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SYFY WIRE Warner Bros.

'Batgirl' star and co-directors 'saddened and shocked' by decision to scrap DCEU film: 'We still can't believe it'

The solo project for Barbara Gordon was originally slated to premiere on HBO Max.

By Josh Weiss
(L-R) Adil El Arbi and Bilall Fallah; Batgirl Vol. 1: The Batgirl of Burnside

Adil El Arbi and Bilall Fallah, the co-directors of Warner Bros.' now-canceled Batgirl film, have sounded off on the company's surprising decision to shelve the DC Extended Universe project, which would have starred Leslie Grace (In the Heights) in the role of Barbara Gordon. The title was purportedly eyeing a late 2022 release date on HBO Max.

"We are saddened and shocked by the news," the filmmakers — whose resume also includes Bad Boys for Life and Ms. Marvel — wrote in a statement posted to their joint Instagram account. "We still can't believe it. As directors, it is critical that our work be shown to audiences, and while the film was far from finished, we wish that fans all over the world would have had an opportunity to see and embrace the final final film themselves. Maybe one day they will In sha'Allah."

"I am proud of the love, hard work, and intention all of our incredible cast and tireless crew put into this film over seven months in Scotland," added Grace on her Instagram page. "I feel blessed to have worked among absolute greats and forged relationships for a lifetime in the process! To every Batgirl fan — THANK YOU for the love and belief, allowing me to take on the cape and become, as Babs said best, 'My own damn hero!'"

According to sources reportedly in the know, the choice to shelve the $90 million movie came down to two main factors: poor test screenings and CEO David Zaslav's desire to slash corporate spending in the wake of the Warner-Discovery merger. As Variety put it, the studio can recoup production costs by leveraging Batgirl and the $40 million Scoob! sequel, Holiday Haunt, into a pair of tax write-offs. This strategy means that "Warner Bros. cannot monetize either movie — no HBO Max debut, no sale to another studio." Nothing.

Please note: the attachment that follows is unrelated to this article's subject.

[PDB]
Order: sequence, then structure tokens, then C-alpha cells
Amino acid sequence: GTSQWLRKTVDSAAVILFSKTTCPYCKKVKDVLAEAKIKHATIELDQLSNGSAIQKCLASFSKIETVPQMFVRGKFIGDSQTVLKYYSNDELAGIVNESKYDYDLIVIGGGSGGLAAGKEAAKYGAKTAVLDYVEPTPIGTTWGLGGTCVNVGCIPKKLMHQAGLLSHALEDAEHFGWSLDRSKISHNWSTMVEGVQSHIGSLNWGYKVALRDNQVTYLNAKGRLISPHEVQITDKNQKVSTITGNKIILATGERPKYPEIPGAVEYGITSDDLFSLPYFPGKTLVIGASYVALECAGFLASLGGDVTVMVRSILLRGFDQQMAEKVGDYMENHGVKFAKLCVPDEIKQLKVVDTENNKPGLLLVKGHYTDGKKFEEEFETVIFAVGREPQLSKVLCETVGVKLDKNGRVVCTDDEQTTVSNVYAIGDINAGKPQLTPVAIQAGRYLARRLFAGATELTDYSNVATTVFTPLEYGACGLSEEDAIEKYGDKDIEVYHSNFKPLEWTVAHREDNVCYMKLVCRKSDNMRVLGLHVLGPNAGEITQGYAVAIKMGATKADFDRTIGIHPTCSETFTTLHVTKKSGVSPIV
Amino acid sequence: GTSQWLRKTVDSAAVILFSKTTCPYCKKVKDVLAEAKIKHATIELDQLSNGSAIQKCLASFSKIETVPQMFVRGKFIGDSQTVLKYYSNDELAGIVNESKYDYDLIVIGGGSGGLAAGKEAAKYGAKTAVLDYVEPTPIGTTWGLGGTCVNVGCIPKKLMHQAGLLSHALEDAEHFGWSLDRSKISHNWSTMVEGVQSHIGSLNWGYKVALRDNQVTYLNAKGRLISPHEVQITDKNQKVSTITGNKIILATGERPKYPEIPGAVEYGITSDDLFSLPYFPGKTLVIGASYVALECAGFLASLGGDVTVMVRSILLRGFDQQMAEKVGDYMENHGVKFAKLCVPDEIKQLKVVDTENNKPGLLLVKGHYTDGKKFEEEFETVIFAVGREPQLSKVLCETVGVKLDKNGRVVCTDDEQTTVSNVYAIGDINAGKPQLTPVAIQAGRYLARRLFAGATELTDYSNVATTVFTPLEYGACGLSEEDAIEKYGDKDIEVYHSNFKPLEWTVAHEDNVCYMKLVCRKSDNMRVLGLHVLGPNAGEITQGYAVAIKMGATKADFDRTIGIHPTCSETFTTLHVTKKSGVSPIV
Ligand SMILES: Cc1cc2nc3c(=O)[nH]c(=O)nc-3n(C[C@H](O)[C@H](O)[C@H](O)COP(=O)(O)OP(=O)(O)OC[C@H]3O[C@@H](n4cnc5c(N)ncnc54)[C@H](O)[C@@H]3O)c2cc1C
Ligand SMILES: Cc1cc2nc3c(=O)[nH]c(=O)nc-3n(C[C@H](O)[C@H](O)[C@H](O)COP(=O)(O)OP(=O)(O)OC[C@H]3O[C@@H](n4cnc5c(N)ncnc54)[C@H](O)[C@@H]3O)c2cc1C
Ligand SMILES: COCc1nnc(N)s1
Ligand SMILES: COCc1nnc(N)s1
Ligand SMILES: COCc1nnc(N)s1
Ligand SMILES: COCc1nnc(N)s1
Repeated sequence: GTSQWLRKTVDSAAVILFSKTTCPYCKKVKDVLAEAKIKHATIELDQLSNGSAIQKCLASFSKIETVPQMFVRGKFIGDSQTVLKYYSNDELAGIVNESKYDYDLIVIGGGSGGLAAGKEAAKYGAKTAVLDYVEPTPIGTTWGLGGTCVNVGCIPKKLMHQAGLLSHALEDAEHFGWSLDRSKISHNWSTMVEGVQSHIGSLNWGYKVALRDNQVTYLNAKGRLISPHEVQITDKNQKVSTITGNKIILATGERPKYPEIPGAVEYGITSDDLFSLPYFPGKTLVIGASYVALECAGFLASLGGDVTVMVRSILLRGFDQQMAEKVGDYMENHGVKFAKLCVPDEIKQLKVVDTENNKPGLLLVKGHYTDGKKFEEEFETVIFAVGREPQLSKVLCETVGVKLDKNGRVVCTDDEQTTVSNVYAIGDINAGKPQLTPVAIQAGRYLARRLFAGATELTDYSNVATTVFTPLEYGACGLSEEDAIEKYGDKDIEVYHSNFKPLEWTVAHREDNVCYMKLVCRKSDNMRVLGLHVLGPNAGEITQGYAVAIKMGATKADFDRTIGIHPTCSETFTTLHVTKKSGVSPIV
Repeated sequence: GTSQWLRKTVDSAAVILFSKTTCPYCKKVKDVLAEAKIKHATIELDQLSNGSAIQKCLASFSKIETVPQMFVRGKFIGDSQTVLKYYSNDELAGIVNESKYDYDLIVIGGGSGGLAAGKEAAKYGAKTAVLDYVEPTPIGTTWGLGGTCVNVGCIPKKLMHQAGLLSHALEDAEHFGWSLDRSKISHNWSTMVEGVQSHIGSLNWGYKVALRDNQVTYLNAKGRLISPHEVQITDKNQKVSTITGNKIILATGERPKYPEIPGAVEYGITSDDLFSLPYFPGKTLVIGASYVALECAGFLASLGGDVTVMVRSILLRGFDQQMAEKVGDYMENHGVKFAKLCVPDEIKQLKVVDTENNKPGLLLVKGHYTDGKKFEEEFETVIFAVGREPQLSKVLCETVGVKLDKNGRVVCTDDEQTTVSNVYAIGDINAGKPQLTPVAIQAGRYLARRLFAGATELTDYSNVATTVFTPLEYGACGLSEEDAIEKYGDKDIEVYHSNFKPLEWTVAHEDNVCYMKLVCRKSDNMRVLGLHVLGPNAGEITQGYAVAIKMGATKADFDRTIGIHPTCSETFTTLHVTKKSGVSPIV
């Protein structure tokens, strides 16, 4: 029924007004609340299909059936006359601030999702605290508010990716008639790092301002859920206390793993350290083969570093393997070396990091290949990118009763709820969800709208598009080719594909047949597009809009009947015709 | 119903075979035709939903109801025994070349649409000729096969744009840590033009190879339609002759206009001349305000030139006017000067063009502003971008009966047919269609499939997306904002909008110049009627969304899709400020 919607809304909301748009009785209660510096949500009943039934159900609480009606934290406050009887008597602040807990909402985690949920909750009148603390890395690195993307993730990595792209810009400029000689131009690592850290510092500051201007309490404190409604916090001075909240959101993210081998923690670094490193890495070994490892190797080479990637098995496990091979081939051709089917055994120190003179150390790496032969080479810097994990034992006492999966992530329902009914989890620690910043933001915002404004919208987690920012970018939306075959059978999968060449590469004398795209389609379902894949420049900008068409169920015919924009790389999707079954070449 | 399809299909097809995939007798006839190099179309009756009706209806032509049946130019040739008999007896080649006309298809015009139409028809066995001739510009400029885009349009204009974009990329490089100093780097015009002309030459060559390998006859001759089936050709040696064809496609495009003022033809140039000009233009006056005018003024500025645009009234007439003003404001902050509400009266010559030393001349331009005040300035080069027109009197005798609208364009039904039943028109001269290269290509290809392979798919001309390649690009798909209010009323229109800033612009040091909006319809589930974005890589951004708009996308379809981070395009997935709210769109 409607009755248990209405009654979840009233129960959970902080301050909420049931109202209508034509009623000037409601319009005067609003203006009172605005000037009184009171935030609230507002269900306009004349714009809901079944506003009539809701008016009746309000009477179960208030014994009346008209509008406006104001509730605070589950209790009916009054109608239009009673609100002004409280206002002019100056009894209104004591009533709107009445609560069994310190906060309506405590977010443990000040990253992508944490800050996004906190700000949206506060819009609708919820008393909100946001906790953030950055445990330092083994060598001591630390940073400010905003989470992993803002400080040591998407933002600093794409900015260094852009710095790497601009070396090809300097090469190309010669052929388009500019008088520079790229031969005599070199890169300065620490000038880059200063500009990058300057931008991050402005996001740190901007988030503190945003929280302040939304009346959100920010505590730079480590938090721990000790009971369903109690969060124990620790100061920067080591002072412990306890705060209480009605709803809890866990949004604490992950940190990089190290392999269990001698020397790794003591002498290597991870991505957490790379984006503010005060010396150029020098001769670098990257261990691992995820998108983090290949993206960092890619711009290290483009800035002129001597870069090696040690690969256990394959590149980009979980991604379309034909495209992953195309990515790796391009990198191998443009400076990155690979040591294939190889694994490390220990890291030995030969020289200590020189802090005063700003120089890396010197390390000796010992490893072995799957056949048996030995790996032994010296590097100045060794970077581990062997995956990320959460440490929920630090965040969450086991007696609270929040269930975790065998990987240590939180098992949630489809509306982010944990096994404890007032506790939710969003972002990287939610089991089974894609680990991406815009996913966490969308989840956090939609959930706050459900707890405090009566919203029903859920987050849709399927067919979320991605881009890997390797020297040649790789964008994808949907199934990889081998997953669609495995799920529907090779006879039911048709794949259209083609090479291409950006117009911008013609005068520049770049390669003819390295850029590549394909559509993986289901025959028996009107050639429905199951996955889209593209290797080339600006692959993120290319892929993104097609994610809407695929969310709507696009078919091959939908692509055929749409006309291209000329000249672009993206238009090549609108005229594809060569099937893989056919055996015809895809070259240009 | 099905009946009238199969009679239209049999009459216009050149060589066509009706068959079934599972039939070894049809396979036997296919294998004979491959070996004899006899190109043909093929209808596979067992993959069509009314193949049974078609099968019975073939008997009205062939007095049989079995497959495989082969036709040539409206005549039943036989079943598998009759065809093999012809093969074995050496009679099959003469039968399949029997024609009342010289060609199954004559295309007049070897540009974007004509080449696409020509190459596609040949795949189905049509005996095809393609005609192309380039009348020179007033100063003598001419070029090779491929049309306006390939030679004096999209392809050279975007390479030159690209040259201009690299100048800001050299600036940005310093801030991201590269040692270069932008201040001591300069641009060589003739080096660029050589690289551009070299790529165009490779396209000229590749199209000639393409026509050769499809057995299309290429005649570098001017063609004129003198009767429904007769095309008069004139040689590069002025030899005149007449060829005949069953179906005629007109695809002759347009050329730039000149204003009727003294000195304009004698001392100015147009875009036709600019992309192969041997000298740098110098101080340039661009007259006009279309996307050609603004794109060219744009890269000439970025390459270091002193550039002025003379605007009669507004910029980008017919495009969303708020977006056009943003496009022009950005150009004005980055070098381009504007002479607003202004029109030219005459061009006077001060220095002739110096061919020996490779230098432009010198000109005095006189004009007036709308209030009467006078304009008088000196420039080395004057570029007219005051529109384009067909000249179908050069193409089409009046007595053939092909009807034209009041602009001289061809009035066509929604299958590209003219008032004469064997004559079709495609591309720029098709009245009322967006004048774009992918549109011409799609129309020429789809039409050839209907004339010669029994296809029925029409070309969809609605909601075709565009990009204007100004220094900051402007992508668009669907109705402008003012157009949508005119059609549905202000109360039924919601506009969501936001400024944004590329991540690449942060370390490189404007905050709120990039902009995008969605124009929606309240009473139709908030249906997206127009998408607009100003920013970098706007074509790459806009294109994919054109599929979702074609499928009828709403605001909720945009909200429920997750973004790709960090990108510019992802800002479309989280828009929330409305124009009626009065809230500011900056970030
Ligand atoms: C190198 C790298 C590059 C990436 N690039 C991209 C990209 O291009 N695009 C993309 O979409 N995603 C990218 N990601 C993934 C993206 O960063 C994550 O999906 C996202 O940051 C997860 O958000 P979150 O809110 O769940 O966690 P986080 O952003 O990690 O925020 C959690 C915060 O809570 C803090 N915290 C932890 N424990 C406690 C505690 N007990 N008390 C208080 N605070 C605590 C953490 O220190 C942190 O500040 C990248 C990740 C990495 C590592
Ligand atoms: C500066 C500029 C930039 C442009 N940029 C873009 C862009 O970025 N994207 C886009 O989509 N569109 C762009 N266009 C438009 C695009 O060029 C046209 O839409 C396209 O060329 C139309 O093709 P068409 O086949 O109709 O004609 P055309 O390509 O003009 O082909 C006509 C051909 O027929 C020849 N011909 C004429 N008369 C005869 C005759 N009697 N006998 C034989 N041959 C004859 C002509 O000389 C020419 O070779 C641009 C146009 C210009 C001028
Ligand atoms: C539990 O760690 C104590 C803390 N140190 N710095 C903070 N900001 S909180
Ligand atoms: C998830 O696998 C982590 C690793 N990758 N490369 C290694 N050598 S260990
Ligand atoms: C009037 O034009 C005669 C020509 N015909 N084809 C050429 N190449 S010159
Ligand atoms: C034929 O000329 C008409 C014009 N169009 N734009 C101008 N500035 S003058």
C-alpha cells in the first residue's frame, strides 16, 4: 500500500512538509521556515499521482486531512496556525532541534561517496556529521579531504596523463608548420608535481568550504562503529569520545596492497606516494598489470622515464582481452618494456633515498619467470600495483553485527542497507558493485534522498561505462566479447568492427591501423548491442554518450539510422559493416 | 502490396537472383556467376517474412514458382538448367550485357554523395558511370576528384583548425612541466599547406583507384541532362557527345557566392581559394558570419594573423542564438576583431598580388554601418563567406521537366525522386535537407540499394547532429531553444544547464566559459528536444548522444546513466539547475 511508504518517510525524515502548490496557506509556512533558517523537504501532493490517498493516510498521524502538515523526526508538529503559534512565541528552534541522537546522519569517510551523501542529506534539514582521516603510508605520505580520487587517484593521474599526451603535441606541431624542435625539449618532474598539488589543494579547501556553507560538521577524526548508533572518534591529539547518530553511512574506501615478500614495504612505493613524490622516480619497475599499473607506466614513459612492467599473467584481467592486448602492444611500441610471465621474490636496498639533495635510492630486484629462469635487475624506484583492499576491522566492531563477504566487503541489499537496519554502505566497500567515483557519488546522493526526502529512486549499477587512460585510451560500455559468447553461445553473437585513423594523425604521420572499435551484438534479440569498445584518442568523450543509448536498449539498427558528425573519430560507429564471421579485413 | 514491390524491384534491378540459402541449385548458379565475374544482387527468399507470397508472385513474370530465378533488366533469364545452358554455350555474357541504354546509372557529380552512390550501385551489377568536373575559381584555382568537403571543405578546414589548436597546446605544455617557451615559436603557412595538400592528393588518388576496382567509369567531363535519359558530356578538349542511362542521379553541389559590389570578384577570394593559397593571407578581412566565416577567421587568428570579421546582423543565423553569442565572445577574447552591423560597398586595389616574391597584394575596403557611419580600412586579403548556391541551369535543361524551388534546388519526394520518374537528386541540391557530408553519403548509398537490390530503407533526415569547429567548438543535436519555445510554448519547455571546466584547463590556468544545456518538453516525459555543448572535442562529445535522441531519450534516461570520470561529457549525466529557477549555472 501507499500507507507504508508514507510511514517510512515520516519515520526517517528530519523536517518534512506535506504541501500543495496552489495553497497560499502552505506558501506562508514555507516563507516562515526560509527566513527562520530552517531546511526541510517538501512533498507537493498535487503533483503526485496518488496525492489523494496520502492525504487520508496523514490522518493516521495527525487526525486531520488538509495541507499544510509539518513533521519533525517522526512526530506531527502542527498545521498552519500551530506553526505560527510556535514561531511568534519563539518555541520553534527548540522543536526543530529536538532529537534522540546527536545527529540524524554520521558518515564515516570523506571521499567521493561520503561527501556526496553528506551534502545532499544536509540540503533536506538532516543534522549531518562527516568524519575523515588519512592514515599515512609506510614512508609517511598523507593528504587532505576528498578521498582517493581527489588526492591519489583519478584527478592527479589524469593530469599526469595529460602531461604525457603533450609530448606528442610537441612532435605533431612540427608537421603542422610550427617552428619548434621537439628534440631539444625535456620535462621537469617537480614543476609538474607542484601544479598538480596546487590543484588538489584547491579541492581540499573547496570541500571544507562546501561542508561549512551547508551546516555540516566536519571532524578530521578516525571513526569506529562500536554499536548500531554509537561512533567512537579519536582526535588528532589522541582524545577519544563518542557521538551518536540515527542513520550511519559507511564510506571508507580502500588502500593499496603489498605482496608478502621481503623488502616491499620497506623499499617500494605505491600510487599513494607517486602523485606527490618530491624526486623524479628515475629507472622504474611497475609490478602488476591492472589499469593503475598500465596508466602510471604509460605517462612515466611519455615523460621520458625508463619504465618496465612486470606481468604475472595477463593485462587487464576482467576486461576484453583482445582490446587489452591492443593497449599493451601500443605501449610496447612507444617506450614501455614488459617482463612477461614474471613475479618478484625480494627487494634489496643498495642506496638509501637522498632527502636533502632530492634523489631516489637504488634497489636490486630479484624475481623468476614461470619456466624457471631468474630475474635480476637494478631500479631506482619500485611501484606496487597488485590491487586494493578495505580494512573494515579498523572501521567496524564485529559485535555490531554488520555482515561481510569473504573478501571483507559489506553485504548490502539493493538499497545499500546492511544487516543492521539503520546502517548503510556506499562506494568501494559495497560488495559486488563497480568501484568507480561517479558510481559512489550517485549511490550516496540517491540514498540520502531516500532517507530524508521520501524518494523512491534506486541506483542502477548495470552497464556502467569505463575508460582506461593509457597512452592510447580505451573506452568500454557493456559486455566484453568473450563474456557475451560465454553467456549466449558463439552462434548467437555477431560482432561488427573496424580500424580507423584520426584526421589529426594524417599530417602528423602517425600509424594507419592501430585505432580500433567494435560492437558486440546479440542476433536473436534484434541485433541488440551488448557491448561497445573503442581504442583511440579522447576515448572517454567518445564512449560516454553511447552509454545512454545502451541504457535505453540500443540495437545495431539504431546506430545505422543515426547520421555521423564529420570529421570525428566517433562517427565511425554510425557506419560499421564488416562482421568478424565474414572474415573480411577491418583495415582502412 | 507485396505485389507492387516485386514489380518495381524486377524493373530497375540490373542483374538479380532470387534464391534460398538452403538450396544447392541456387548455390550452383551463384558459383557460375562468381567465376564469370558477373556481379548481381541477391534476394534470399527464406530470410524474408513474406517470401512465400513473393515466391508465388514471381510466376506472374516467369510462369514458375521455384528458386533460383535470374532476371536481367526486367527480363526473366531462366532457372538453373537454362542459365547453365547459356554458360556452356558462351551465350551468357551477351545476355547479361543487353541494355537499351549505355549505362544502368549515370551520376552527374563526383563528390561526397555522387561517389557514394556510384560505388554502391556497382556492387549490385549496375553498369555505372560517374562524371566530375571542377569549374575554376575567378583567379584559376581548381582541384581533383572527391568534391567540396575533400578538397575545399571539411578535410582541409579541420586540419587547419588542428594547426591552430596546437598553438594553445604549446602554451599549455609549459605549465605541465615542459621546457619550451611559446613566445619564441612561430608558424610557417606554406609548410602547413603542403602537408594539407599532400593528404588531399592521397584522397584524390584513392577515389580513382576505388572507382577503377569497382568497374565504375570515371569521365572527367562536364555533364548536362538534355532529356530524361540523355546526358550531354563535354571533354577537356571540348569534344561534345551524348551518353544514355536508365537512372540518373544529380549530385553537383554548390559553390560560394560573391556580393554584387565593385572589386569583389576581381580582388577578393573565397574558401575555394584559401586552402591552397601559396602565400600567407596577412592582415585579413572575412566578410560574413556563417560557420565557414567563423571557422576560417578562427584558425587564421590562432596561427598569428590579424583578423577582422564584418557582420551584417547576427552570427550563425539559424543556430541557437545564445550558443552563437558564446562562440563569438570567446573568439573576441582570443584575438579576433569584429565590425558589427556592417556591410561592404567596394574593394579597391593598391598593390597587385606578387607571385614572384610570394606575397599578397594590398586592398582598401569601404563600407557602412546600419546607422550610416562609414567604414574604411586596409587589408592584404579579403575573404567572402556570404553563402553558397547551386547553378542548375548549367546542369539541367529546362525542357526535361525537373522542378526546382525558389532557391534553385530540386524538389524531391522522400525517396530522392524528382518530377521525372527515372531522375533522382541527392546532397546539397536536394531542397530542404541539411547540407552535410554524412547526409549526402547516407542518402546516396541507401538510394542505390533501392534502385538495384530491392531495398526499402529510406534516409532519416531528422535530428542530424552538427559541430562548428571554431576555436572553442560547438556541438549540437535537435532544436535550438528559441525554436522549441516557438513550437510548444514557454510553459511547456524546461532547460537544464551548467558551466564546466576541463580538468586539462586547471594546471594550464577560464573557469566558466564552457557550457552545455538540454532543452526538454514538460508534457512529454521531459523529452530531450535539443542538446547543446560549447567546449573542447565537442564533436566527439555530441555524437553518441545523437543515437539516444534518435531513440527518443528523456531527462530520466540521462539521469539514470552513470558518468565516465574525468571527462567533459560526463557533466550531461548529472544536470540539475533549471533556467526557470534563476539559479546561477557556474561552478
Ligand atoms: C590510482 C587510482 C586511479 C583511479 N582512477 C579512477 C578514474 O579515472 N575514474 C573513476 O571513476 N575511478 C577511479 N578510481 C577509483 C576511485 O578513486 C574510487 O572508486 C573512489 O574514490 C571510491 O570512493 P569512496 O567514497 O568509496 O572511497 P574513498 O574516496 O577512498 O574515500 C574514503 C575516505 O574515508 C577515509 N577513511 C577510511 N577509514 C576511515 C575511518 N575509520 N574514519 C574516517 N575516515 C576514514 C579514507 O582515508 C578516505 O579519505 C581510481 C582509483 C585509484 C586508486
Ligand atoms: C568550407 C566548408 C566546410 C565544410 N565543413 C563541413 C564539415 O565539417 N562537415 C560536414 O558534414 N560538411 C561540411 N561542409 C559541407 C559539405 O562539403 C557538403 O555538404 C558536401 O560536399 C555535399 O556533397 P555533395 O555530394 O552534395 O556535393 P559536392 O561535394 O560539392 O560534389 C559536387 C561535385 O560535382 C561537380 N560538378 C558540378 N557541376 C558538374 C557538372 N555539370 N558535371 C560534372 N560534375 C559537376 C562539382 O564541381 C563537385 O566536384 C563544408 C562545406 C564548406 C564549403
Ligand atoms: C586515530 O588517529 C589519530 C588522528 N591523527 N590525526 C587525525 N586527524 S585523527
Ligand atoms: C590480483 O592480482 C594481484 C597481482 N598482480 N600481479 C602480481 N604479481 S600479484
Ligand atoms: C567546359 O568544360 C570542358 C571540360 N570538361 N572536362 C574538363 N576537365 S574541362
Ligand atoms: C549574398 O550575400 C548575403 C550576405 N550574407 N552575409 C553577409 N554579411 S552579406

"Our amazing cast and crew did a tremendous job and worked so hard to bring Batgirl to life," continued El Arbi and Fallah. "We are forever grateful to have been a part of that team. It was a dream to work with such fantastic actors like Michael Keaton, J.K. Simmons, Brendan Fraser, Jacob Scipio, Corey Johnson, Rebecca Front, and especially the great Leslie Grace, who portrayed Batgirl with so much passion, dedication, and humanity. In any case, as huge fans of Batman since we were little kids, it was a privilege and honor to have been a part of the DCEU, even if it was for a brief moment. Batgirl for life."

The silver lining in all of this is that WB reportedly still hopes to work with Grace and the co-directors in future.

“The decision to not release Batgirl reflects our leadership’s strategic shift as it relates to the DC universe and HBO Max,” a studio spokesperson in a statement published by The Hollywood Reporter Wednesday. “Leslie Grace is an incredibly talented actor and this decision is not a reflection of her performance. We are incredibly grateful to the filmmakers of Batgirl and Scoob! Holiday Haunt and their respective casts and we hope to collaborate with everyone again in the near future.”

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